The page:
As we detailed in a February 2018 blog post, Mexico’s pension fund regulator, the National Commission for the Pension System, which is known by its Spanish initials CONSAR, has been working to give pension funds the flexibility to shift a portion of their assets into vehicles such as mutual funds. Previously, pension funds have been limited to exchange-traded funds (ETFs) and separately managed accounts (SMAs) for non-Mexican investments. CONSAR is also introducing a slew of other changes including the expansion of target date fund options, greater access to foreign funds, and will allow a greater allocation to offshore funds. For foreign asset managers—especially providers of US based ’40 Act funds—this change, which is slated for December of this year, may present a compelling opportunity.
What follows is an overview of the major changes initiated by CONSAR and what it means for asset managers.
Changes at the Regulator
The July 2018 election of President Andrés Manuel López Obrador, affectionately known as AMLO, are giving regulators more flexibility to make changes that have been contemplated for several years.
Known as administradoras de fondos para el retiro or AFOREs, Mexico’s 10 pension funds are being recast from company structures (Siefores) to more fund-like institutions (Fiefores). The change, to be approved by Congress, will give pension fund managers greater flexibility to manage the underlying funds. The industry expects that AFOREs will not need to make this change until 2020.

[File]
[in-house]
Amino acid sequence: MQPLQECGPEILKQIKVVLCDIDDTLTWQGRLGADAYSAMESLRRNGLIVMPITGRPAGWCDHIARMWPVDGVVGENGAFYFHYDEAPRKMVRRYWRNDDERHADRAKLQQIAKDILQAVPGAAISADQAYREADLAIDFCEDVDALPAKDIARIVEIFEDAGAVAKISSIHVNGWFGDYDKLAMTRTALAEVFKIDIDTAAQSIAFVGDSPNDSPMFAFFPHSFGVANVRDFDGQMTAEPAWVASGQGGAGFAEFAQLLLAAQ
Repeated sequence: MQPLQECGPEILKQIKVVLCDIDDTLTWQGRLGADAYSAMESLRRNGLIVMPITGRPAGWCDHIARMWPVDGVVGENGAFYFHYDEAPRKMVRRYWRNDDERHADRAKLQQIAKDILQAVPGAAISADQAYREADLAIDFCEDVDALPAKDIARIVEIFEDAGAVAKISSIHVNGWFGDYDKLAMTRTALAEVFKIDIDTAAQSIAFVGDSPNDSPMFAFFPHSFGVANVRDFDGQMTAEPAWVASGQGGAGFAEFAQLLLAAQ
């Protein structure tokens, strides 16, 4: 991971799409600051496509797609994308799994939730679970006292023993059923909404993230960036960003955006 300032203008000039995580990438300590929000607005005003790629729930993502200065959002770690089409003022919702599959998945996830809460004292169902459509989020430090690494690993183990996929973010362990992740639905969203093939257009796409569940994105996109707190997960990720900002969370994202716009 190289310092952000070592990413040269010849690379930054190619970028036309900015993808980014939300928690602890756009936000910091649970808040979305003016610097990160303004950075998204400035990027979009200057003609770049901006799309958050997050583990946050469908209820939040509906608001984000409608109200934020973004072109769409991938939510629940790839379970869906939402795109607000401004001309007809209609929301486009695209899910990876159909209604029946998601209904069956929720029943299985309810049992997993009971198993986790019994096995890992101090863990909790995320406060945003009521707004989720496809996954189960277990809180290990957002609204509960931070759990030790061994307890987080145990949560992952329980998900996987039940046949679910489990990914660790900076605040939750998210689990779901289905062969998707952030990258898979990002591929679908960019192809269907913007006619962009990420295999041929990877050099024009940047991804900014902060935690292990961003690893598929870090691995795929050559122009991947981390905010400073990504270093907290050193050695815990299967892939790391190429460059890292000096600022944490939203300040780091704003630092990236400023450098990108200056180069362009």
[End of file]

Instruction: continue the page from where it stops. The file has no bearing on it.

According to Moody’s Investment Service, as recently as December 2018, Mexican government bonds constituted more than half of AFOREs’ portfolios. While their share of 51.4 percent was lower than in previous years, many industry participants felt that this dominance was still too pronounced in an industry that requires diversification to protect its beneficiaries.
Moving to 10 Target-Date Funds
Another upcoming change is related to the way pension fund assets are managed. Previously, assets were spread across five vehicles (Siefores), whose risk profile ranged from most conservative to riskiest. Workers would move from riskier to more conservative funds as they approached retirement, which is a similar model to those followed by the other privatized pension systems in Latin America.
Now, the AFOREs may each have 10 vehicles, which will be managed like target-date funds, also known as life-cycle funds in some jurisdictions, so that workers will remain in just one Fiefore for their entire career instead of switching funds as they age to adjust the risk profile of their pension investments.
For current and future SMA investments, this could represent a challenge for managers as their investments will need to be spread out.
Foreign Investment Limit to Rise